A Bronx teen allegedly murdered an “innocent kid” in a botched gang hit — after he was cut loose by a judge in an earlier armed robbery case instead of being thrown behind bars, The Post has learned.
Steven Mendez, 17, was charged Friday with allegedly gunning down 21-year-old Saikou Koma on Oct. 24 in what law enforcement sources said was a potential case of mistaken identity fueled by vengeful gangbangers out for blood.
Mendez, who is accused of being the triggerman in Koma’s death, was free to allegedly kill after pleading guilty in a 2020 assault, robbery and weapons possession case, the sources said.
In May, acting Bronx Supreme Court Justice Denis Boyle granted Mendez probation — over prosecutors’ objections to send the teen to jail.
Mendez already had at least three other busts on his record, including a 2019 weapons charge for pulling a gun on his own mother.
Now, Koma’s grieving parents are demanding justice in light of the information that their son’s alleged killer was out on probation at the time.
“This judge let him go, but I’m not letting him go,” Haja Kaira, the victim’s mother, told The Post through tears on Monday. “My son will get justice. This is crazy.”
She continued, “He don’t deserve to be out there. A killer is a killer. He’s going to do it again.”
Koma’s father, Amar Bully Koma, called Boyle’s decision “insane.”
“What is wrong with this judge?” he said. “If this was the judge’s son, or his nephew or a relative, he would not let him go. The city, the mayor. If this was his kid, they would not let him go. They do not care about us. No rights for us.”
Mendez was indicted last year on first-degree assault, first-degree robbery and felony gun possession charges stemming from a July 17, 2020 armed robbery in the Bronx. The victim in that case was shot in the leg, prosecutors and court officials confirmed.
Mendez, who was 16 at the time of the crime and prosecuted as “youthful offender,” pleaded guilty and was placed in a non-secure facility pending sentencing, the state Office of Court Administration said.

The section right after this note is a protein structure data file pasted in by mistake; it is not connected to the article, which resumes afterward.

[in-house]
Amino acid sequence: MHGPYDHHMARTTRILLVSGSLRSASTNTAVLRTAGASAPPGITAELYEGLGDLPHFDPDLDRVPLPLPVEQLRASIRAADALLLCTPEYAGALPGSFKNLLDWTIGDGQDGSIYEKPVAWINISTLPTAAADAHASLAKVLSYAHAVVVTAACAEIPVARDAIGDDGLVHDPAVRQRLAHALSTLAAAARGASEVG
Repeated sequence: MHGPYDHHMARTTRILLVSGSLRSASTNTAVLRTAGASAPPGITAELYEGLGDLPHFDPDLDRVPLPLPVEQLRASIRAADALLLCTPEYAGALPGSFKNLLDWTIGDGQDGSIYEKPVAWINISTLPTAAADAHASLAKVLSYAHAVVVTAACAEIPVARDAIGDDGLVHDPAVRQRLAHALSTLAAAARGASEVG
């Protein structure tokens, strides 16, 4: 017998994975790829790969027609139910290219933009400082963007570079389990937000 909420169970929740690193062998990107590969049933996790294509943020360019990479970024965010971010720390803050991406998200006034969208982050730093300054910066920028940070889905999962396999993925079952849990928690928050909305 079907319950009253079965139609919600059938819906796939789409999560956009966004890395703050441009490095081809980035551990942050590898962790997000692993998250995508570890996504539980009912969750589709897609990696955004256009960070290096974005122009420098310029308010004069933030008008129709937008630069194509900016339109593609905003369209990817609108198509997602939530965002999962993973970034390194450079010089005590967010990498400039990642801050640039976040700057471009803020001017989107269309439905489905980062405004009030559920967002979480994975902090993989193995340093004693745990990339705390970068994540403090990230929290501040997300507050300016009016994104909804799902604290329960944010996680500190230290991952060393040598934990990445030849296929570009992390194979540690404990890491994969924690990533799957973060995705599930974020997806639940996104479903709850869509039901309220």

In May, Boyle opted to set the teen free citing a report that Mendez was “fully engaged” and performing well in school.
“The judge felt that a state prison sentence at that point in his life for a crime committed as an accomplice at the age of 16 was not warranted and accordingly was sentenced as a YO to five years’ probation,” OCA spokesman Lucian Chalfen explained Monday.
Under state law, defendants between ages 16 and 19 can be granted “youthful offender” status — which reduces their sentences and seals their criminal records.
A spokesperson for Bronx District Attorney Darcel Clark said the judge’s decision came “over our objections,” and said prosecutors wanted a sentence of 1 1/3 to 4 years — the maximum allowed for a youthful offender convicted of a felony.
Back on the streets, sources said that Mendez, a reputed gang member, was with other gangbangers on Oct. 24 when they went out seeking payback for the beating of one of their own by a rival gang, sources said.
The riled-up delinquents came upon Koma on Ryer Avenue in Fordham Heights and shot him — with Mendez allegedly pulling the trigger of the .357-caliber handgun, law enforcement sources said.
Sources said the group may have mistaken Koma for a member of the rival gang — or were simply out for blood — but insisted the victim was “a completely innocent kid.”
Kaira, Koma’s heartbroken mother, railed against the judge’s decision to spring Mendez.
“You have to do the job,” she said. “You have to keep us safe. If one part of the system doesn’t work, none of it works. Too much gun violence everywhere not.”
Mendez was still on probation from the 2020 case when he was arrested Friday, officials said.
“When a kid gets caught with a gun and gets home before dinner, they’re sending a weaponized version of that kid back on the street,” the source said. “They’re more dangerous.”
Mendez’s Legal Aid Society attorney did not respond to a request for comment Monday.
A spokesperson for the city Department of Probation said they are “legally precluded” by state law from providing information on youthful offender cases.